Two more arrested for Ponzi scheme

Two more arrested for Ponzi scheme

In October, the US Department of Justice DOJ charged Ukrainian national Mark Sokolovsky with identity theft and conspiracy to violate the Computer Fraud and Abuse Act, money laundering, wire fraud and aggravated identity theft. A month later, the DOJ has arrested another eastern European for money laundering and criptocurrency fraud.

Two Estonian citizens were arrested yesterday in Tallinn, Estonia, on an 18-count indictment for their involvement in a $575 million criptocurrency fraud and money laundering conspiracy.

According to the report, Sergei Potapenko and Ivan Turgin, both 37, allegedly defrauded hundreds of thousands of victims through a multi-faceted scheme, which led them to enter fraudulent equipment rental contracts with the defendants' mining service HashFlare, the department said.

The victims invested in a virtual currency bank called Polybius Bank, which in reality was not a bank and never paid out the promised dividends, DOJ added.

Victims paid more than $575 million to Potapenko and Turgin's companies and they both used shell companies to launder the fraud proceeds and purchase luxury cars, the department said.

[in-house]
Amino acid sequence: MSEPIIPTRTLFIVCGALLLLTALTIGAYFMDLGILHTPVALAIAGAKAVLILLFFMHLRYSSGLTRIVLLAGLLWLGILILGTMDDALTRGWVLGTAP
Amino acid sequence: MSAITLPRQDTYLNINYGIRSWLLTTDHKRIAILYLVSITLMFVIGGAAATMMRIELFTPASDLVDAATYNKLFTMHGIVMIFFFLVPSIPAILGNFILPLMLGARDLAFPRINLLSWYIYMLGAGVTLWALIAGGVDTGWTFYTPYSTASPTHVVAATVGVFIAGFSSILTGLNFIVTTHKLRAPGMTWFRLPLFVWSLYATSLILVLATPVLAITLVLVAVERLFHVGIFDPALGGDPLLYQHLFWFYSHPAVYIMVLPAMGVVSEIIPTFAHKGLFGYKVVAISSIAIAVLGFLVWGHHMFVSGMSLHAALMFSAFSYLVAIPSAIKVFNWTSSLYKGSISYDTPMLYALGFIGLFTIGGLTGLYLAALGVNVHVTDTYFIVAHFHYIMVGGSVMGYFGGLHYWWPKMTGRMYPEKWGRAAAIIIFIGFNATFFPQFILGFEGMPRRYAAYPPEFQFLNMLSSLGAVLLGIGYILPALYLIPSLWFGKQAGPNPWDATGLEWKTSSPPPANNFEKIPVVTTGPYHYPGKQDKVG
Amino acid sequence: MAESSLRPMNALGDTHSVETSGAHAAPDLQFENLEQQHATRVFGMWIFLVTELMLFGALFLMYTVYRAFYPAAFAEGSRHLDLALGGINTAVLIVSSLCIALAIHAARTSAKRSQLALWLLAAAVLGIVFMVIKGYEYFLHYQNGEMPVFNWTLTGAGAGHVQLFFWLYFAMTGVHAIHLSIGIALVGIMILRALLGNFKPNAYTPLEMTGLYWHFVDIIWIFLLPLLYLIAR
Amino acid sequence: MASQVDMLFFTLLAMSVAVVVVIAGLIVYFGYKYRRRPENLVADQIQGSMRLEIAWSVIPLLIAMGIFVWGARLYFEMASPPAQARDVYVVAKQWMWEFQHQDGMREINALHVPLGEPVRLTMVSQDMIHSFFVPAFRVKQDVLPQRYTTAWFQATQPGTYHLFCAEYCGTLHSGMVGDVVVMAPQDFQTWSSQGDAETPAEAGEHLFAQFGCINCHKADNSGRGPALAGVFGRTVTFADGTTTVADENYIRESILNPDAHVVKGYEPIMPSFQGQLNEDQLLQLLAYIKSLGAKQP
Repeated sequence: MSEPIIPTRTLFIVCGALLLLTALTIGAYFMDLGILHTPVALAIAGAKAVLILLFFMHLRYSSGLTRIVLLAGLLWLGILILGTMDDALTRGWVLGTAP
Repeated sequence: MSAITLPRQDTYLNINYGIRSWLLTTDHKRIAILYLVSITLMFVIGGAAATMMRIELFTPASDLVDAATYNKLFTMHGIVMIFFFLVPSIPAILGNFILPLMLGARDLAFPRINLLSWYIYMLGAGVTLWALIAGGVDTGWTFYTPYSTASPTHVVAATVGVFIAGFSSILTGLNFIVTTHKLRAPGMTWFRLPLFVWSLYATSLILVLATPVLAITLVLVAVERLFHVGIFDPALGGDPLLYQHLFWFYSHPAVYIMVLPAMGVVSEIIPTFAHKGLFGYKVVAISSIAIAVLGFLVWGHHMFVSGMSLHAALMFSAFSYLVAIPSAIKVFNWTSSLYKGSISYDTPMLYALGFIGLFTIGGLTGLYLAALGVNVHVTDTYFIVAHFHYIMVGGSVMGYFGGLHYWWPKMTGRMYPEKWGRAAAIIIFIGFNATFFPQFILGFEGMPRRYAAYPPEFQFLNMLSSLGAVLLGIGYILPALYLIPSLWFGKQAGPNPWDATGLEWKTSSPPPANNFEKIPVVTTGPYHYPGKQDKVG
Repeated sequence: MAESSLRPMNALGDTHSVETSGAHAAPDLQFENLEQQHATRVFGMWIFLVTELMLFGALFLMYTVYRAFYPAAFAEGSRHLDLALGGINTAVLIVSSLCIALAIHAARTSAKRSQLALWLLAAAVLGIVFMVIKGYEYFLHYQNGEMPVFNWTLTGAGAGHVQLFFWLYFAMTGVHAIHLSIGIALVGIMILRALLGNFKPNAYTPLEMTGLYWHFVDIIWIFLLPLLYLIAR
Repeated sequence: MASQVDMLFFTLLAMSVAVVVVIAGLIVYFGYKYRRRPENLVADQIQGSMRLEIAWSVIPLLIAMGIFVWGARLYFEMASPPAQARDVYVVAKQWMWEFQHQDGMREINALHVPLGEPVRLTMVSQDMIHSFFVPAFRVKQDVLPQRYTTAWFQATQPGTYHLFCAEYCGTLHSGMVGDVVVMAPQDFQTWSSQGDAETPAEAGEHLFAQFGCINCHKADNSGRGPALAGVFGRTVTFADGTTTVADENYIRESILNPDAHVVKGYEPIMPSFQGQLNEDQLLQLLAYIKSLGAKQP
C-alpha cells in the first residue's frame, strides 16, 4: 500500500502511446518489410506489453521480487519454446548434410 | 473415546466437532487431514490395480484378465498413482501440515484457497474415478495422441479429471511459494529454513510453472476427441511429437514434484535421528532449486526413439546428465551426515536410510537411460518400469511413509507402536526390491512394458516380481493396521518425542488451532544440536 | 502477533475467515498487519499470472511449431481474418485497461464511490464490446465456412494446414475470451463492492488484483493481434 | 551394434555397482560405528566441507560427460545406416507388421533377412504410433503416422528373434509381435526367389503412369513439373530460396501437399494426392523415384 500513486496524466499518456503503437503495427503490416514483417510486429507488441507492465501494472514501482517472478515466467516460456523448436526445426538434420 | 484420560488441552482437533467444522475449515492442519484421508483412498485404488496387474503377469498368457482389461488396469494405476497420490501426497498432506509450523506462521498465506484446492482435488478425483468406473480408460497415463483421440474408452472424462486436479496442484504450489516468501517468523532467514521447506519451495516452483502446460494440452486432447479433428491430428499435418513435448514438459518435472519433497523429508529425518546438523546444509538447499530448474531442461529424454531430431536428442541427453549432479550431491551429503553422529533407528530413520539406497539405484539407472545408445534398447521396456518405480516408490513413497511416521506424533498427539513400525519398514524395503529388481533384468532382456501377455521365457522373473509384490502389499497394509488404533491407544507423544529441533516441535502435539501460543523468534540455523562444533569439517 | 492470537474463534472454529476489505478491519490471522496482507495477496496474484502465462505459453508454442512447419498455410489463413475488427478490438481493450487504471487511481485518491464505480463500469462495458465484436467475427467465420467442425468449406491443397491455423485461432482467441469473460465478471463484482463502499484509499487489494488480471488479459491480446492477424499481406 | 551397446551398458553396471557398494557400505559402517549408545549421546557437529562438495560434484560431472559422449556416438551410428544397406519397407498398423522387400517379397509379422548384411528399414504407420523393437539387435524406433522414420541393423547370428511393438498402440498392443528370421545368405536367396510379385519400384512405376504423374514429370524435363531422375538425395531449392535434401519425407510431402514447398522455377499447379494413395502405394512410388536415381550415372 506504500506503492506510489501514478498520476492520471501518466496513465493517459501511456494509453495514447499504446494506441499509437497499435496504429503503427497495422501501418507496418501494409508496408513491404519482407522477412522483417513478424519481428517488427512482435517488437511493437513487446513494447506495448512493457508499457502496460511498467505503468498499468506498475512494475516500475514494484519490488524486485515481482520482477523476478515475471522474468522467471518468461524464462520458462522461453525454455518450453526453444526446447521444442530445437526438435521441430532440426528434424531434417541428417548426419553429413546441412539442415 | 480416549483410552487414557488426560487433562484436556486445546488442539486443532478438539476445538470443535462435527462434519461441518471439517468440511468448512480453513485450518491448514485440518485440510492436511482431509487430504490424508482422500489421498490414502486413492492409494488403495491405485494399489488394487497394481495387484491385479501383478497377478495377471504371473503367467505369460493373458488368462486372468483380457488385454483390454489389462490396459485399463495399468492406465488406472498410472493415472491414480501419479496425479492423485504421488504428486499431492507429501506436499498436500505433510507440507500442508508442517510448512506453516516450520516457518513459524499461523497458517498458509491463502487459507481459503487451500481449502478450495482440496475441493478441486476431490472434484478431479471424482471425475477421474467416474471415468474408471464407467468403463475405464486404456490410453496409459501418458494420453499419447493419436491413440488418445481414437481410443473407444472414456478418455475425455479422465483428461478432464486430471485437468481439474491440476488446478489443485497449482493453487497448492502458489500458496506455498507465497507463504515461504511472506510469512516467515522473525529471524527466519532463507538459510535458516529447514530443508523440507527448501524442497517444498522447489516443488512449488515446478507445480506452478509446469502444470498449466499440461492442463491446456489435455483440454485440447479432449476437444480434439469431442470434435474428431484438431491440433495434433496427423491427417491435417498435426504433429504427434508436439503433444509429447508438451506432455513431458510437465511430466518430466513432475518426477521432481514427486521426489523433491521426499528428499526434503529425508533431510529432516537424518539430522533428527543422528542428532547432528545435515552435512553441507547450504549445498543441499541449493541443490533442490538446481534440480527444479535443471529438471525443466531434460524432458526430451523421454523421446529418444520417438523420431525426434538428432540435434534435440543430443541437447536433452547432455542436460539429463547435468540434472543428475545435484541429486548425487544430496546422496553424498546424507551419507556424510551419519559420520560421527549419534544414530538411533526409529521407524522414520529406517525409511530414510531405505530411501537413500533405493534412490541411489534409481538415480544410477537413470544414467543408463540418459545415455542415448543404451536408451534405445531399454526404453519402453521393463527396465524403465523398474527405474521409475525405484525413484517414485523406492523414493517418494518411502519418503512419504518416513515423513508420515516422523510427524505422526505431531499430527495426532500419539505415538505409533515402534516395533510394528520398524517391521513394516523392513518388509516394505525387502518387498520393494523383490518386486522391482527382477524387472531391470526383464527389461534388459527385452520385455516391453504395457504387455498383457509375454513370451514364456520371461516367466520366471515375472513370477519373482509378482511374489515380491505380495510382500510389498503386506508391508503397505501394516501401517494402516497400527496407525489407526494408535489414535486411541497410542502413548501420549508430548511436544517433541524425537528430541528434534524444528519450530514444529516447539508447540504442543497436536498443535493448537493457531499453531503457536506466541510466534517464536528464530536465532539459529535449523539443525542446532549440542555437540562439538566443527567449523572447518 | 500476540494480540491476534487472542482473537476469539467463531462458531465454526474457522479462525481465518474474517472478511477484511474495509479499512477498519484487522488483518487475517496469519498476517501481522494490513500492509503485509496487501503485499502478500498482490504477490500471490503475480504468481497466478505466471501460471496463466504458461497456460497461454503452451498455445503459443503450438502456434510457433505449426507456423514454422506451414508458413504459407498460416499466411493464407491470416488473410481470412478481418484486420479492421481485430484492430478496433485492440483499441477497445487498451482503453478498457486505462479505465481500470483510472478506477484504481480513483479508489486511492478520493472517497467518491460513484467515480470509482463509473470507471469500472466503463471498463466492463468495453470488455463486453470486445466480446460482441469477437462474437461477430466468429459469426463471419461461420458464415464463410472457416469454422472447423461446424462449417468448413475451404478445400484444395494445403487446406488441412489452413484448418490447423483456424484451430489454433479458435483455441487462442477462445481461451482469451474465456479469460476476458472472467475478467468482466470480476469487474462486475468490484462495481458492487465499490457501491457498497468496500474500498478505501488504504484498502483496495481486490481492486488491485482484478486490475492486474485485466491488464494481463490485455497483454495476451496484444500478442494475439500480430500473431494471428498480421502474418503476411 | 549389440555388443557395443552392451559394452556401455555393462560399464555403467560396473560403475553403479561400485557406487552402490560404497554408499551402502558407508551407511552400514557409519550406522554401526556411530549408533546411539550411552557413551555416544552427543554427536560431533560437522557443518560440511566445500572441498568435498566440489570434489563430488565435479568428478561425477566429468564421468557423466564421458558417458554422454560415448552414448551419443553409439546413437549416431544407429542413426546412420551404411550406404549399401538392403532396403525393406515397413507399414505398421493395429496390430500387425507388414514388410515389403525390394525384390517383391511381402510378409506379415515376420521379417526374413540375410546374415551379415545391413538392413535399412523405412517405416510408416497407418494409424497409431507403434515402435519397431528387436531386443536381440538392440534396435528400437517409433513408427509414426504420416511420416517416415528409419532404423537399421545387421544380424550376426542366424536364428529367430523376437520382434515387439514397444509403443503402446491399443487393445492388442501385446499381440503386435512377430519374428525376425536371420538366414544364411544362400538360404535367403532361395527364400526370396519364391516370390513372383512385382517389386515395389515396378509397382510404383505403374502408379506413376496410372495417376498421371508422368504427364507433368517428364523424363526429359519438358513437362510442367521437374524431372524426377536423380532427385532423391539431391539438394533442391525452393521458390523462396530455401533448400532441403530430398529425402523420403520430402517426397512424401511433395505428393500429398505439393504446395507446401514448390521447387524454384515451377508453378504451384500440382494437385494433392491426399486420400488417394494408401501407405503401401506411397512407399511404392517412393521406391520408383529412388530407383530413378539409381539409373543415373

Assistant Attorney General Kenneth A. Smith said that new technology has made it easier for bad actors to take advantage of innocent victims in the U.S. and abroad in increasingly complex scams. Polite, Jr., of the Justice Department's Criminal Division. The department will not allow these defendants or others like them to keep the fruits of their crimes, because they are committed to keeping the public from losing more of their hard-earned money in these scams. The size and scope of the scheme is truly astounding. The defendants capitalized on both the allure ofcryptocurrencies and the mystery surroundingcryptocurrencies mining to commit an enormous Ponzi scheme, said Nick Brown, U.S. attorney for the Western District of Washington. They lured investors with false representations and then paid early investors with money from those who had invested later. They tried to hide their ill-gotten gain in Estonian properties, luxury cars, and bank accounts and virtual currency wallets around the world. The U.S. and Estonian authorities are working to seize and restrain these assets and take profit out of these crimes. Assistant Director Luis Quesada, of the FBI's Criminal Investigative Division, said that the FBI is committed to pursuing subjects across international borders who are using increasingly complex schemes to defraud investors. Victims in the U.S. and abroad invested into what they believed were sophisticated virtual asset ventures but it was all part of a fraudulent scheme and thousands of victims were harmed as a result. The FBI thanks our national and international partners for their efforts to bring justice to the victims. The indictment was returned by a grand jury in the Western District of Washington on October 27 and was unveiled yesterday.